The hypothalamic, pituitary, adrenal (HPA) axis is our central stress response system and combines the stimuli form the central nervous system as well as the endocrine system.
The HPA is responsible for how we respond to stress. This response is characterized by the release of corticotropin-releasing hormone (CRF) from our hypothalamus, a portion of the brain that contains a number of small nuclei with a variety of functions. When this hormone binds to the anterior pituitary gland, another hormone is released. This is known as the adrenocorticotropic hormone (ACTH), which in turn binds to the adrenal cortex and stimulates release of cortisol.
The adrenal cortex is the outer portion of the adrenal gland located on top of each kidney.
In response to stress, cortisol is released for several hours after encountering the stressor. A stressor is a chemical or biological agent, environmental condition, external stimulus or an event that causes stress (i.e elevated sound levels, over-illumination, overcrowding, traffic, demanding work load).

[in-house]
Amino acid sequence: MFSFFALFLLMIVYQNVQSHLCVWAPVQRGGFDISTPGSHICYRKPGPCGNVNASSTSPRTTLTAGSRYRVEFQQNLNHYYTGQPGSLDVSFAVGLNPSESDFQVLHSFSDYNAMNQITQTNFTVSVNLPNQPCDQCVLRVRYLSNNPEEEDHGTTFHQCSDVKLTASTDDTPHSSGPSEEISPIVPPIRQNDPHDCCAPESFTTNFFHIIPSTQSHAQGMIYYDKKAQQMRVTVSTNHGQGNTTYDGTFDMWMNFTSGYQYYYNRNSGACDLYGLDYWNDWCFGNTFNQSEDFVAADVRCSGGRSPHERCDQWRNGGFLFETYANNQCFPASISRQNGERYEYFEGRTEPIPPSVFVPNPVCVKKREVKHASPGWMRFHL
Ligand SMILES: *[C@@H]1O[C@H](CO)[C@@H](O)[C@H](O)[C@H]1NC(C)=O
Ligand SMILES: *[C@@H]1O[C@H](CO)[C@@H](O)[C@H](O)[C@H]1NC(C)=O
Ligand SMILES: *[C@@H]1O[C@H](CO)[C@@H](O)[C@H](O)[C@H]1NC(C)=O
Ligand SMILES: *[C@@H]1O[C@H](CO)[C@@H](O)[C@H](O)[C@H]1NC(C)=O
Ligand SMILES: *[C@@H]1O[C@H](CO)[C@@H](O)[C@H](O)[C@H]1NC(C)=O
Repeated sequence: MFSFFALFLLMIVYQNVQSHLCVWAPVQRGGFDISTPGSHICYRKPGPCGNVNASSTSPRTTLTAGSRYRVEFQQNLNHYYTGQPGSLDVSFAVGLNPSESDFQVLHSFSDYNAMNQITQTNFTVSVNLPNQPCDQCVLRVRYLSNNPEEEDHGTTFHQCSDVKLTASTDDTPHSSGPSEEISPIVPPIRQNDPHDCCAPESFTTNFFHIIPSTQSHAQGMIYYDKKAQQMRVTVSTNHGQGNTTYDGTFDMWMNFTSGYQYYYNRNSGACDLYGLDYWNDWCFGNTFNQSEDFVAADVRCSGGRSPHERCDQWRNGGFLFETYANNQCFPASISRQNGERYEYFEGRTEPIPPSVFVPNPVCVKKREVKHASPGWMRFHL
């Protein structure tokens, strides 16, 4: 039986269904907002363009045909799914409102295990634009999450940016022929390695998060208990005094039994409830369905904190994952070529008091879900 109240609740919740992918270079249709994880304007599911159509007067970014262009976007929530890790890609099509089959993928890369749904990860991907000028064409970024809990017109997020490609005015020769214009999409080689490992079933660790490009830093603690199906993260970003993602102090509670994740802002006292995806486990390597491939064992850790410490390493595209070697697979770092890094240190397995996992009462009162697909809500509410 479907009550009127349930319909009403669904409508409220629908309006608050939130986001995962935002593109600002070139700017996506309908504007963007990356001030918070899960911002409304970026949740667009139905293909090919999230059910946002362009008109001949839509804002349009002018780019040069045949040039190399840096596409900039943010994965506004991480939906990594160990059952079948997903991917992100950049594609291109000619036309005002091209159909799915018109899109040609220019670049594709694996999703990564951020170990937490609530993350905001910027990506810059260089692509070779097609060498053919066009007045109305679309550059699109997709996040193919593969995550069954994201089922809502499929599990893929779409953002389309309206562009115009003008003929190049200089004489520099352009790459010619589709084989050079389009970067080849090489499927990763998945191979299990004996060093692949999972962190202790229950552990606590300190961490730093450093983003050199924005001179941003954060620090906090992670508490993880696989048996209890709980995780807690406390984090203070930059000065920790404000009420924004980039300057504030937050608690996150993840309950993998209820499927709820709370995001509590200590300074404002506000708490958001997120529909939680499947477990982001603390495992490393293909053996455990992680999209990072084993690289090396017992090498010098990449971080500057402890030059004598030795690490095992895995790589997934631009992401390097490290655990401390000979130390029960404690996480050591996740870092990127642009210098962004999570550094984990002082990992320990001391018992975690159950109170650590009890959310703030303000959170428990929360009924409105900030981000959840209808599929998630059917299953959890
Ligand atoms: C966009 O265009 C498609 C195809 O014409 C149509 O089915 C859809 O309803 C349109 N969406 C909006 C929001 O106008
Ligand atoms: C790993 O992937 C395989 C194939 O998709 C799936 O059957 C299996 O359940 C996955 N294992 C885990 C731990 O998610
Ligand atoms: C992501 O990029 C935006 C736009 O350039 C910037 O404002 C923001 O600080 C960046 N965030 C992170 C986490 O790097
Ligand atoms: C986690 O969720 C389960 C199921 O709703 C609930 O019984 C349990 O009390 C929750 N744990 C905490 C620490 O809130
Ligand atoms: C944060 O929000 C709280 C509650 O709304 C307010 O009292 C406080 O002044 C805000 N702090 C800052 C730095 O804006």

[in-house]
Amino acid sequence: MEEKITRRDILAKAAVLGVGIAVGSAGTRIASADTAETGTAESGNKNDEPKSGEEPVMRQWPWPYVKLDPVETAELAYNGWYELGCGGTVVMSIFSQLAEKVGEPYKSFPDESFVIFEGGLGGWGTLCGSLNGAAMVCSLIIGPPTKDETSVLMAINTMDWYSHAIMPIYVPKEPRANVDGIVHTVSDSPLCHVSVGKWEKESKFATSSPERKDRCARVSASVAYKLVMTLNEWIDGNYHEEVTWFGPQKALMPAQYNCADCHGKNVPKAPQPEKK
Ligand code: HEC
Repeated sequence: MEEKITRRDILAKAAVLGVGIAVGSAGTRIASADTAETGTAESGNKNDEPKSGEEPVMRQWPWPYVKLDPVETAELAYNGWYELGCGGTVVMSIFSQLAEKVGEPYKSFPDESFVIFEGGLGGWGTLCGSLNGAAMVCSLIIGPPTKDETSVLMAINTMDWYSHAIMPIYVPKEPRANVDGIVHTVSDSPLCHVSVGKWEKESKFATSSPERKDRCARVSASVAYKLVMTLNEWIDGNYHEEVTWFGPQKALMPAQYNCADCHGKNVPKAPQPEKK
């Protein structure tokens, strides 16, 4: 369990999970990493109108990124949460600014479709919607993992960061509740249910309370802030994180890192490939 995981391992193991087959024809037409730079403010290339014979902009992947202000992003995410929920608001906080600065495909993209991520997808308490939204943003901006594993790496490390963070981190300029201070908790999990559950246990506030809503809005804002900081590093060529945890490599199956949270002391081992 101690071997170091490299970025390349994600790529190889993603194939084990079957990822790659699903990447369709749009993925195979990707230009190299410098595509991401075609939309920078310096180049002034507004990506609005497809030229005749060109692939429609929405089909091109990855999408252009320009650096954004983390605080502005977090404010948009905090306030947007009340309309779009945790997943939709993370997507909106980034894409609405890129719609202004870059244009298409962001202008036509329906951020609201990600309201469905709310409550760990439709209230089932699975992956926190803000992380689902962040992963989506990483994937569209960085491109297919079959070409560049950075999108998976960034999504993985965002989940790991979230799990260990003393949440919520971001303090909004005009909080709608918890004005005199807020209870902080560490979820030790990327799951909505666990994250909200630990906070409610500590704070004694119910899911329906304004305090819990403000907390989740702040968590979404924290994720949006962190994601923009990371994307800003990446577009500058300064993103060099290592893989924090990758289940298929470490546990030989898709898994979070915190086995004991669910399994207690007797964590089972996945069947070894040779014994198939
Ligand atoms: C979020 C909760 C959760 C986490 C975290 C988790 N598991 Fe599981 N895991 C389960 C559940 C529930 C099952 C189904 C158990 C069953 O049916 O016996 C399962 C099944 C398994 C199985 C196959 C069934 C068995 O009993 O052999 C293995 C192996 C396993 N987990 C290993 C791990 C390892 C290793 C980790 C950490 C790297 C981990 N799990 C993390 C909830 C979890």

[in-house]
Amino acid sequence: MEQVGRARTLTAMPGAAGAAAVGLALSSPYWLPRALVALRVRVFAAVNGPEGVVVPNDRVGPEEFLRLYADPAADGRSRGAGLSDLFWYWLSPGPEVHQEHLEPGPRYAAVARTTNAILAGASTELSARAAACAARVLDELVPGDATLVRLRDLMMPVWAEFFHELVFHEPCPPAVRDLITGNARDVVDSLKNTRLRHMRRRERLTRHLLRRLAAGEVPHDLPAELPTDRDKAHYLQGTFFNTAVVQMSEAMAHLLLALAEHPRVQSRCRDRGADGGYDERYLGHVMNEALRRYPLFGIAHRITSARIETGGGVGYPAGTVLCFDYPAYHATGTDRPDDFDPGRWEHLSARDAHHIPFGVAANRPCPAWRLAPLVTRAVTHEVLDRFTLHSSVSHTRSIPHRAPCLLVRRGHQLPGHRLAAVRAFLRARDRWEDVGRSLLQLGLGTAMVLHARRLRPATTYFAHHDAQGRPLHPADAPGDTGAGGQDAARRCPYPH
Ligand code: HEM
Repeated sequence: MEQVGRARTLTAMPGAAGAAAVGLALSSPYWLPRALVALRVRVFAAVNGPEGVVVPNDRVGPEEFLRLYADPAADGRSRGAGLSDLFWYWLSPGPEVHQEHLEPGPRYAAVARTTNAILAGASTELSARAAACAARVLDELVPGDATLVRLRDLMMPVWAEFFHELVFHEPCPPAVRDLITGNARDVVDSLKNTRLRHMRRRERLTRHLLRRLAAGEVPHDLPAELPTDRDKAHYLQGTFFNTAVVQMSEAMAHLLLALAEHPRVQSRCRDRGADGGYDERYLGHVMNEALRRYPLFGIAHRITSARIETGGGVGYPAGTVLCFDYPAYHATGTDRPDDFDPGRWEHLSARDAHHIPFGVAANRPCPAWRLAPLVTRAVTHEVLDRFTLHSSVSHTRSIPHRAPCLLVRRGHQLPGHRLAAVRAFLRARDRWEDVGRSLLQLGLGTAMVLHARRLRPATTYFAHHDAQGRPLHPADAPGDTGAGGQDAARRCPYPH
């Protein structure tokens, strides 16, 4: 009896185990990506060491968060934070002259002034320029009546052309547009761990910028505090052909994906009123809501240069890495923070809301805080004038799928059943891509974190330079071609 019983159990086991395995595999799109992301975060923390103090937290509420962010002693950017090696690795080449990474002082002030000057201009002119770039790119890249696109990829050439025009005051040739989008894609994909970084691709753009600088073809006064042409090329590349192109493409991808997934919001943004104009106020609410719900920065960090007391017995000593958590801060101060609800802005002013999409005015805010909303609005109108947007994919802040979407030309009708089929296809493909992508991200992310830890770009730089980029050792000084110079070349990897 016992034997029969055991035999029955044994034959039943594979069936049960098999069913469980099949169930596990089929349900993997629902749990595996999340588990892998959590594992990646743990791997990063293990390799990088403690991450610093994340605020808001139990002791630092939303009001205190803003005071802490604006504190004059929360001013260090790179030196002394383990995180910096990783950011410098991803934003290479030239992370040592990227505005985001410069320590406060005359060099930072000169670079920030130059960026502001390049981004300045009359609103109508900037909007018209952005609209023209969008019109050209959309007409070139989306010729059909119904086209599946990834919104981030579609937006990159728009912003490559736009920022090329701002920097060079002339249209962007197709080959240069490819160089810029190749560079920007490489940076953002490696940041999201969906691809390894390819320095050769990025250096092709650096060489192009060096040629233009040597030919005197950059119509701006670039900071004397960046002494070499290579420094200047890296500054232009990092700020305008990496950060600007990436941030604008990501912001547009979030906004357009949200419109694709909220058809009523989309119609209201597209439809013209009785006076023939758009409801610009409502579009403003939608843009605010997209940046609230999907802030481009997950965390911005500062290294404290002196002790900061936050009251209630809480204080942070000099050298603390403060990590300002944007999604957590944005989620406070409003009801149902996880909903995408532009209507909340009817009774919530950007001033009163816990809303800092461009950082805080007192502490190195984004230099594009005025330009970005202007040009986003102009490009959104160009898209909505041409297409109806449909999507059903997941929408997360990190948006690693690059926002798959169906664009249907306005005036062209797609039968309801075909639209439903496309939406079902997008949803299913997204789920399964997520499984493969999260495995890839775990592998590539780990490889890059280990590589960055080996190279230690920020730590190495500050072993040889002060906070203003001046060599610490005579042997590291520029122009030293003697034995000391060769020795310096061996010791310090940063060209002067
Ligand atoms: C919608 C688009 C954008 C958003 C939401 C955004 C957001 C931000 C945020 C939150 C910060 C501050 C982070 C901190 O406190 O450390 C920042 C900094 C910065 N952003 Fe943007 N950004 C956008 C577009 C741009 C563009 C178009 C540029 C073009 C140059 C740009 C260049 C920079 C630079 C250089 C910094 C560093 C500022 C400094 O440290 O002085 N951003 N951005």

Cortisol is released to reduce the stressor and ‘calm’ the organism (body and mind). It does that by sending a message or negative feedback to both the hypothalamus with the instruction to stop the release of CRF and to the pituitary with the instruction to stop releasing ACTH.
However, with repeated exposure to stress, the body and mind get used to be exposed to stressors and consequently, the HPA is continually activated, with the inevitable fatigue experienced by the adrenal cortex and decline of cortisol overtime. Therefore, it is important to support healthy cortisol levels and adrenal function in order to ensure the hypothalamus and pituitary glands keep on responding adequately to the release of cortisol. Interestingly, with aging and chronic ongoing stress, the hypothalamus and pituitary are less sensitive to negative feedback from cortisol, whilst both ACTH and cortisol levels rise as we age.
Older women secrete more cortisol in response to stress than do older men. Young women, however, produce lower levels of cortisol in response to stress than do young men. Thus, it is not just enough to address various health consequences of stress. It is essential to restore homeostasis to the HPA axis.
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